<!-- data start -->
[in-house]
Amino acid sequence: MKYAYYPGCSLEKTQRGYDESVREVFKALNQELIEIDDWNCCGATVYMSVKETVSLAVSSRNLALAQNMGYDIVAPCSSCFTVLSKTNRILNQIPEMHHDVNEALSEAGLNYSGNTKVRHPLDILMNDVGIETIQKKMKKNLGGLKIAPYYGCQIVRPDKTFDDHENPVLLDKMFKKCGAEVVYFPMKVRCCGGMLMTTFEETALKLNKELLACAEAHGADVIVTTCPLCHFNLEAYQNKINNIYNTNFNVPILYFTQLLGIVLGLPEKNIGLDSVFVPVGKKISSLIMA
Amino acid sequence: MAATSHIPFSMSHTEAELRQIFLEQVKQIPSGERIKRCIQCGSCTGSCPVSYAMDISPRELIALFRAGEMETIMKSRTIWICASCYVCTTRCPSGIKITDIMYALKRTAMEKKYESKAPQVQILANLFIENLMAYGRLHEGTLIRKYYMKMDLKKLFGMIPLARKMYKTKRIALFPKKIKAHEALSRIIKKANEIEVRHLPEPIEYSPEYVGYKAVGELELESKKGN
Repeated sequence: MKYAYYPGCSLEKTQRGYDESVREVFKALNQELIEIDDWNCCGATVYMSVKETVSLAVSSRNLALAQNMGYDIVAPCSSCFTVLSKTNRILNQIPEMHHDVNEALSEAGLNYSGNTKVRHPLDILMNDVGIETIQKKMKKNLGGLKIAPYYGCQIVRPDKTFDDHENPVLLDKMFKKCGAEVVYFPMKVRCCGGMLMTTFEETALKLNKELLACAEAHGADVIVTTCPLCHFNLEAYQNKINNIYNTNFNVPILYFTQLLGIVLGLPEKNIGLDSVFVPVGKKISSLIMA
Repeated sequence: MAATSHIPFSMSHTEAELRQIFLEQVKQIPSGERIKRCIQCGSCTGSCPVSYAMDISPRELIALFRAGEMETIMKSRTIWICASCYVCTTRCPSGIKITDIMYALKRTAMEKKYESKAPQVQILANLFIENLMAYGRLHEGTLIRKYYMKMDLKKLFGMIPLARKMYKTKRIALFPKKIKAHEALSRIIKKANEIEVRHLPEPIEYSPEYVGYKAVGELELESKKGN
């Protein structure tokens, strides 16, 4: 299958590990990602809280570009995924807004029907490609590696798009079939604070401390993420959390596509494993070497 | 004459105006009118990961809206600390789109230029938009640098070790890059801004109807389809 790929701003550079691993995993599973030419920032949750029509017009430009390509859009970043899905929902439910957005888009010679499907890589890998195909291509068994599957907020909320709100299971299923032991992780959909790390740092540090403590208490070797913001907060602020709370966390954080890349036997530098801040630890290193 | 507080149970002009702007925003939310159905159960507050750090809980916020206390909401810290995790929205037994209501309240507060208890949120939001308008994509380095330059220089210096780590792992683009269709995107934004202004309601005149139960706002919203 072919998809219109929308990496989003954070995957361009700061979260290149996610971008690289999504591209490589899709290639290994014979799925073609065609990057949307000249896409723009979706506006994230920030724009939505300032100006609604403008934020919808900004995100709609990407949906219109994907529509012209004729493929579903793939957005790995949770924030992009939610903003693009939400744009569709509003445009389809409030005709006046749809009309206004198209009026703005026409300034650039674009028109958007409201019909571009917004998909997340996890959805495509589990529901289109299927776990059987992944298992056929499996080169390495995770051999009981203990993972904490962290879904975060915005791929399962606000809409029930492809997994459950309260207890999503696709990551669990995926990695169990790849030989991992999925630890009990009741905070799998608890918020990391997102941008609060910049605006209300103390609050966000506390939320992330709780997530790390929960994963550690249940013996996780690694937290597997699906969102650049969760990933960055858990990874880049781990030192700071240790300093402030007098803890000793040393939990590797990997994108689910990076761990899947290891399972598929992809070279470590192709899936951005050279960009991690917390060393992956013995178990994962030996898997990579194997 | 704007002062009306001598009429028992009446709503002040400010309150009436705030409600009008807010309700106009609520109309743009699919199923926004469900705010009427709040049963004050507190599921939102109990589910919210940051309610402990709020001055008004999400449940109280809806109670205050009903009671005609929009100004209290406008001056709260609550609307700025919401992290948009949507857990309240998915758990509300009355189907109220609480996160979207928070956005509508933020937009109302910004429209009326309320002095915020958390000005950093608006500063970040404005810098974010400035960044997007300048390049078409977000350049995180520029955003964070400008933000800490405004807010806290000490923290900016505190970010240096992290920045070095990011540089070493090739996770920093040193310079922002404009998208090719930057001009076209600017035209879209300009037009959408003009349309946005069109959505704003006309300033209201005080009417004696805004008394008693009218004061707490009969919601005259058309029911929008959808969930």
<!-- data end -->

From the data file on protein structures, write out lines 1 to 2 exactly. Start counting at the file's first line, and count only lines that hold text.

[in-house]
Amino acid sequence: MKYAYYPGCSLEKTQRGYDESVREVFKALNQELIEIDDWNCCGATVYMSVKETVSLAVSSRNLALAQNMGYDIVAPCSSCFTVLSKTNRILNQIPEMHHDVNEALSEAGLNYSGNTKVRHPLDILMNDVGIETIQKKMKKNLGGLKIAPYYGCQIVRPDKTFDDHENPVLLDKMFKKCGAEVVYFPMKVRCCGGMLMTTFEETALKLNKELLACAEAHGADVIVTTCPLCHFNLEAYQNKINNIYNTNFNVPILYFTQLLGIVLGLPEKNIGLDSVFVPVGKKISSLIMA